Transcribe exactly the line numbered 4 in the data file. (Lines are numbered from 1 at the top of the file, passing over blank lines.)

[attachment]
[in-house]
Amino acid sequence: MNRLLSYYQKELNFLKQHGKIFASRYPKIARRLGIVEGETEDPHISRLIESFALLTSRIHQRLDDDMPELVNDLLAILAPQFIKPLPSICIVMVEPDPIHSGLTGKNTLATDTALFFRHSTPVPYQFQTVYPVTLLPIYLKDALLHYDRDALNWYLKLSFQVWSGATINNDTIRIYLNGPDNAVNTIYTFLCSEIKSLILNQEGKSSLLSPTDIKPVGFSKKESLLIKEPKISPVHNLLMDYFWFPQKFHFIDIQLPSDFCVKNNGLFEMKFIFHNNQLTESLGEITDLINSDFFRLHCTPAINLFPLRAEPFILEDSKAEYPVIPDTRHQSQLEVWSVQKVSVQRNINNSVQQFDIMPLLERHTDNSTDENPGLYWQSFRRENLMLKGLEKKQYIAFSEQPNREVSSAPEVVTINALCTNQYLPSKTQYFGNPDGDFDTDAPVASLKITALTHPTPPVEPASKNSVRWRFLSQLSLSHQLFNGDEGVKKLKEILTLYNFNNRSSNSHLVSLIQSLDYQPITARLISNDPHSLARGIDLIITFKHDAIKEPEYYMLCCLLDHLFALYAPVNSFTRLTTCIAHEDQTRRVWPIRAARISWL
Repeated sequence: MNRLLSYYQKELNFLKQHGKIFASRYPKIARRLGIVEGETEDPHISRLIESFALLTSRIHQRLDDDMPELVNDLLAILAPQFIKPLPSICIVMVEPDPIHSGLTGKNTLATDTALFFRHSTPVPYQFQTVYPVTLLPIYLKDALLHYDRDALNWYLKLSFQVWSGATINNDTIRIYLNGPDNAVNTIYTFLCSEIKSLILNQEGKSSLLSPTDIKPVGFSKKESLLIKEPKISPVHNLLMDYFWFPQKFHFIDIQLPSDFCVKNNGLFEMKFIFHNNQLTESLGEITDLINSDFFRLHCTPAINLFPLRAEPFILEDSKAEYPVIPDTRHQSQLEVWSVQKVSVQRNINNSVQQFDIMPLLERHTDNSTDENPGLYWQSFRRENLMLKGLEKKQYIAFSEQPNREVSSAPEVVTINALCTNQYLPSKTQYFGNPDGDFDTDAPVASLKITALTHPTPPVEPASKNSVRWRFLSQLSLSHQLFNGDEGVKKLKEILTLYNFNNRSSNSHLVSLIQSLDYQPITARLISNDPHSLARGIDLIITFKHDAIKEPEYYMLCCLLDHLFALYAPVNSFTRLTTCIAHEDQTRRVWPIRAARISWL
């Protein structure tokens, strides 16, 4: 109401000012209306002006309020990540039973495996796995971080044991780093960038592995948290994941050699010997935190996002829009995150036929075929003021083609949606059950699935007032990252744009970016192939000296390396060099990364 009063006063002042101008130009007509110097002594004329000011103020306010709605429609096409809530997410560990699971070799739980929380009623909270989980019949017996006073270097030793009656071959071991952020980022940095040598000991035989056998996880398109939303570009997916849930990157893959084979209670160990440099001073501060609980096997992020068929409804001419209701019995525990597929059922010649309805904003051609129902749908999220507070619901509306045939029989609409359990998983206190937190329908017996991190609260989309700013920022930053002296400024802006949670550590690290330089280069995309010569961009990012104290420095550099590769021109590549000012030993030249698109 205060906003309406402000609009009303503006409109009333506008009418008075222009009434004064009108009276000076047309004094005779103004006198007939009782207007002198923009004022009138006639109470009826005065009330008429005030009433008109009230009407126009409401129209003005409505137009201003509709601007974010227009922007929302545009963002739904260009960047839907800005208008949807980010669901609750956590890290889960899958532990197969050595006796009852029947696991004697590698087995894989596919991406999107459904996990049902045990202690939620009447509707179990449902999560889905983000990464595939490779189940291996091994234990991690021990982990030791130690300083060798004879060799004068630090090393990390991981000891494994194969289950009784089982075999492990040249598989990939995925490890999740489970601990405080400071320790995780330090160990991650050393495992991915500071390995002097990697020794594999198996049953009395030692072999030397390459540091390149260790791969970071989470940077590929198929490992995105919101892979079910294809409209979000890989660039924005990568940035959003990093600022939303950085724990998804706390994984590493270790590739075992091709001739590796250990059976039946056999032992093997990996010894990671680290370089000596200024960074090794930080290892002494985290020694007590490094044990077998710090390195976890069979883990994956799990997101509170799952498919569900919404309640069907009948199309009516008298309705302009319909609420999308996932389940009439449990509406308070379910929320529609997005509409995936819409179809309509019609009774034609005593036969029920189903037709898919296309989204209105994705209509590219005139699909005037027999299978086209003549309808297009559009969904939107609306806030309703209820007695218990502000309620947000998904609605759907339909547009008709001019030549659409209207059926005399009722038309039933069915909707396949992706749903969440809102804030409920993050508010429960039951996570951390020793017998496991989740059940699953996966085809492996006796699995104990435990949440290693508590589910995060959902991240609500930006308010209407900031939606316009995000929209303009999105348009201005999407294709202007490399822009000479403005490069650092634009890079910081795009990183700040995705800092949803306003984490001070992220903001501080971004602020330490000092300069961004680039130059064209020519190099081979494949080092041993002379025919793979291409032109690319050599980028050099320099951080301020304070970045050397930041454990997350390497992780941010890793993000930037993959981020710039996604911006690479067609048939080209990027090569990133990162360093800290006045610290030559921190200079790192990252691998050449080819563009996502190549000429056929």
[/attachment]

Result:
């Protein structure tokens, strides 16, 4: 109401000012209306002006309020990540039973495996796995971080044991780093960038592995948290994941050699010997935190996002829009995150036929075929003021083609949606059950699935007032990252744009970016192939000296390396060099990364 009063006063002042101008130009007509110097002594004329000011103020306010709605429609096409809530997410560990699971070799739980929380009623909270989980019949017996006073270097030793009656071959071991952020980022940095040598000991035989056998996880398109939303570009997916849930990157893959084979209670160990440099001073501060609980096997992020068929409804001419209701019995525990597929059922010649309805904003051609129902749908999220507070619901509306045939029989609409359990998983206190937190329908017996991190609260989309700013920022930053002296400024802006949670550590690290330089280069995309010569961009990012104290420095550099590769021109590549000012030993030249698109 205060906003309406402000609009009303503006409109009333506008009418008075222009009434004064009108009276000076047309004094005779103004006198007939009782207007002198923009004022009138006639109470009826005065009330008429005030009433008109009230009407126009409401129209003005409505137009201003509709601007974010227009922007929302545009963002739904260009960047839907800005208008949807980010669901609750956590890290889960899958532990197969050595006796009852029947696991004697590698087995894989596919991406999107459904996990049902045990202690939620009447509707179990449902999560889905983000990464595939490779189940291996091994234990991690021990982990030791130690300083060798004879060799004068630090090393990390991981000891494994194969289950009784089982075999492990040249598989990939995925490890999740489970601990405080400071320790995780330090160990991650050393495992991915500071390995002097990697020794594999198996049953009395030692072999030397390459540091390149260790791969970071989470940077590929198929490992995105919101892979079910294809409209979000890989660039924005990568940035959003990093600022939303950085724990998804706390994984590493270790590739075992091709001739590796250990059976039946056999032992093997990996010894990671680290370089000596200024960074090794930080290892002494985290020694007590490094044990077998710090390195976890069979883990994956799990997101509170799952498919569900919404309640069907009948199309009516008298309705302009319909609420999308996932389940009439449990509406308070379910929320529609997005509409995936819409179809309509019609009774034609005593036969029920189903037709898919296309989204209105994705209509590219005139699909005037027999299978086209003549309808297009559009969904939107609306806030309703209820007695218990502000309620947000998904609605759907339909547009008709001019030549659409209207059926005399009722038309039933069915909707396949992706749903969440809102804030409920993050508010429960039951996570951390020793017998496991989740059940699953996966085809492996006796699995104990435990949440290693508590589910995060959902991240609500930006308010209407900031939606316009995000929209303009999105348009201005999407294709202007490399822009000479403005490069650092634009890079910081795009990183700040995705800092949803306003984490001070992220903001501080971004602020330490000092300069961004680039130059064209020519190099081979494949080092041993002379025919793979291409032109690319050599980028050099320099951080301020304070970045050397930041454990997350390497992780941010890793993000930037993959981020710039996604911006690479067609048939080209990027090569990133990162360093800290006045610290030559921190200079790192990252691998050449080819563009996502190549000429056929």